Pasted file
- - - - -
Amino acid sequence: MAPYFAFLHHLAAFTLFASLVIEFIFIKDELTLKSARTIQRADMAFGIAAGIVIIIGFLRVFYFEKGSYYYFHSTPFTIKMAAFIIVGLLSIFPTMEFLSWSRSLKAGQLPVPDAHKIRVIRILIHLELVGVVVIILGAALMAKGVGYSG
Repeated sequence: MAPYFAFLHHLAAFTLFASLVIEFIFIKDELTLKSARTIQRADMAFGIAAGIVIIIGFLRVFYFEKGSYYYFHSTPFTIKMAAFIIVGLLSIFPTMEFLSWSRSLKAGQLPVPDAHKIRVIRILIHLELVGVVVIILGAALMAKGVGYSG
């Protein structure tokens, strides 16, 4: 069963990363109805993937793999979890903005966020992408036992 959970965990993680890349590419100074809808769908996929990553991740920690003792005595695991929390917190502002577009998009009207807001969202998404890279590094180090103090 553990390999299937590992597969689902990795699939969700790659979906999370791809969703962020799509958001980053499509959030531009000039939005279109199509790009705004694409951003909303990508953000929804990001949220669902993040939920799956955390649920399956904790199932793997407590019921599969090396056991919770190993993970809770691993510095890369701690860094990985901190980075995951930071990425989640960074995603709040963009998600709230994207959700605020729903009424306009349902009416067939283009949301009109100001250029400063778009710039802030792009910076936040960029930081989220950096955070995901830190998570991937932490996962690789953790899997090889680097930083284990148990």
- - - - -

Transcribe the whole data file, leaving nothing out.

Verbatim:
Amino acid sequence: MAPYFAFLHHLAAFTLFASLVIEFIFIKDELTLKSARTIQRADMAFGIAAGIVIIIGFLRVFYFEKGSYYYFHSTPFTIKMAAFIIVGLLSIFPTMEFLSWSRSLKAGQLPVPDAHKIRVIRILIHLELVGVVVIILGAALMAKGVGYSG
Repeated sequence: MAPYFAFLHHLAAFTLFASLVIEFIFIKDELTLKSARTIQRADMAFGIAAGIVIIIGFLRVFYFEKGSYYYFHSTPFTIKMAAFIIVGLLSIFPTMEFLSWSRSLKAGQLPVPDAHKIRVIRILIHLELVGVVVIILGAALMAKGVGYSG
């Protein structure tokens, strides 16, 4: 069963990363109805993937793999979890903005966020992408036992 959970965990993680890349590419100074809808769908996929990553991740920690003792005595695991929390917190502002577009998009009207807001969202998404890279590094180090103090 553990390999299937590992597969689902990795699939969700790659979906999370791809969703962020799509958001980053499509959030531009000039939005279109199509790009705004694409951003909303990508953000929804990001949220669902993040939920799956955390649920399956904790199932793997407590019921599969090396056991919770190993993970809770691993510095890369701690860094990985901190980075995951930071990425989640960074995603709040963009998600709230994207959700605020729903009424306009349902009416067939283009949301009109100001250029400063778009710039802030792009910076936040960029930081989220950096955070995901830190998570991937932490996962690789953790899997090889680097930083284990148990």